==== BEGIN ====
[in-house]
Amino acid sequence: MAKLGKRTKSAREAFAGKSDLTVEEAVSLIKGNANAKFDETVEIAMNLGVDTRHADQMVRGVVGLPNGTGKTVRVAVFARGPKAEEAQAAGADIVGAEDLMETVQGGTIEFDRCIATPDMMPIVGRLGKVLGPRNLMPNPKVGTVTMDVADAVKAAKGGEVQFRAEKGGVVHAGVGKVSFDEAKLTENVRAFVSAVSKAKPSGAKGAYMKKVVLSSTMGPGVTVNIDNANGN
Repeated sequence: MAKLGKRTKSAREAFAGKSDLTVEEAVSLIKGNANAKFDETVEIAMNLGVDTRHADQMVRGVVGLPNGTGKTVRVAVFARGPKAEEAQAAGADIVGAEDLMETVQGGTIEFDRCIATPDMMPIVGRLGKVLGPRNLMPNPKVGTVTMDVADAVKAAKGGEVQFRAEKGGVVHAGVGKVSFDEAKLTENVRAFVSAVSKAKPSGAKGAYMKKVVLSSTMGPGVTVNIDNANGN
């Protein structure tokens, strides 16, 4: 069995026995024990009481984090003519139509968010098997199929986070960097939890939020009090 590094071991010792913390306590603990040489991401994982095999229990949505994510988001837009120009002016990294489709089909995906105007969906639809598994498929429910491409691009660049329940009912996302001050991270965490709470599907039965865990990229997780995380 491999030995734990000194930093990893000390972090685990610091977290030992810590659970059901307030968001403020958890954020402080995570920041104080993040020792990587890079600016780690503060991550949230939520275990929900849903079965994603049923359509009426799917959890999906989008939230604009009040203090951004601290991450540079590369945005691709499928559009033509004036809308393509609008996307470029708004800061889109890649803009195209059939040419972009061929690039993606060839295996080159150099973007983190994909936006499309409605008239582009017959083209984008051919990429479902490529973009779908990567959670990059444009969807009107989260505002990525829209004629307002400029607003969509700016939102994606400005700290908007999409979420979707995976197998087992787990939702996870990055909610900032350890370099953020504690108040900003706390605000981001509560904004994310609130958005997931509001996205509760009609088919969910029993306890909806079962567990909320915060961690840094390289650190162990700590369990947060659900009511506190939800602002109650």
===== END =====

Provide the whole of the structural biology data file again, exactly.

[in-house]
Amino acid sequence: MAKLGKRTKSAREAFAGKSDLTVEEAVSLIKGNANAKFDETVEIAMNLGVDTRHADQMVRGVVGLPNGTGKTVRVAVFARGPKAEEAQAAGADIVGAEDLMETVQGGTIEFDRCIATPDMMPIVGRLGKVLGPRNLMPNPKVGTVTMDVADAVKAAKGGEVQFRAEKGGVVHAGVGKVSFDEAKLTENVRAFVSAVSKAKPSGAKGAYMKKVVLSSTMGPGVTVNIDNANGN
Repeated sequence: MAKLGKRTKSAREAFAGKSDLTVEEAVSLIKGNANAKFDETVEIAMNLGVDTRHADQMVRGVVGLPNGTGKTVRVAVFARGPKAEEAQAAGADIVGAEDLMETVQGGTIEFDRCIATPDMMPIVGRLGKVLGPRNLMPNPKVGTVTMDVADAVKAAKGGEVQFRAEKGGVVHAGVGKVSFDEAKLTENVRAFVSAVSKAKPSGAKGAYMKKVVLSSTMGPGVTVNIDNANGN
């Protein structure tokens, strides 16, 4: 069995026995024990009481984090003519139509968010098997199929986070960097939890939020009090 590094071991010792913390306590603990040489991401994982095999229990949505994510988001837009120009002016990294489709089909995906105007969906639809598994498929429910491409691009660049329940009912996302001050991270965490709470599907039965865990990229997780995380 491999030995734990000194930093990893000390972090685990610091977290030992810590659970059901307030968001403020958890954020402080995570920041104080993040020792990587890079600016780690503060991550949230939520275990929900849903079965994603049923359509009426799917959890999906989008939230604009009040203090951004601290991450540079590369945005691709499928559009033509004036809308393509609008996307470029708004800061889109890649803009195209059939040419972009061929690039993606060839295996080159150099973007983190994909936006499309409605008239582009017959083209984008051919990429479902490529973009779908990567959670990059444009969807009107989260505002990525829209004629307002400029607003969509700016939102994606400005700290908007999409979420979707995976197998087992787990939702996870990055909610900032350890370099953020504690108040900003706390605000981001509560904004994310609130958005997931509001996205509760009609088919969910029993306890909806079962567990909320915060961690840094390289650190162990700590369990947060659900009511506190939800602002109650």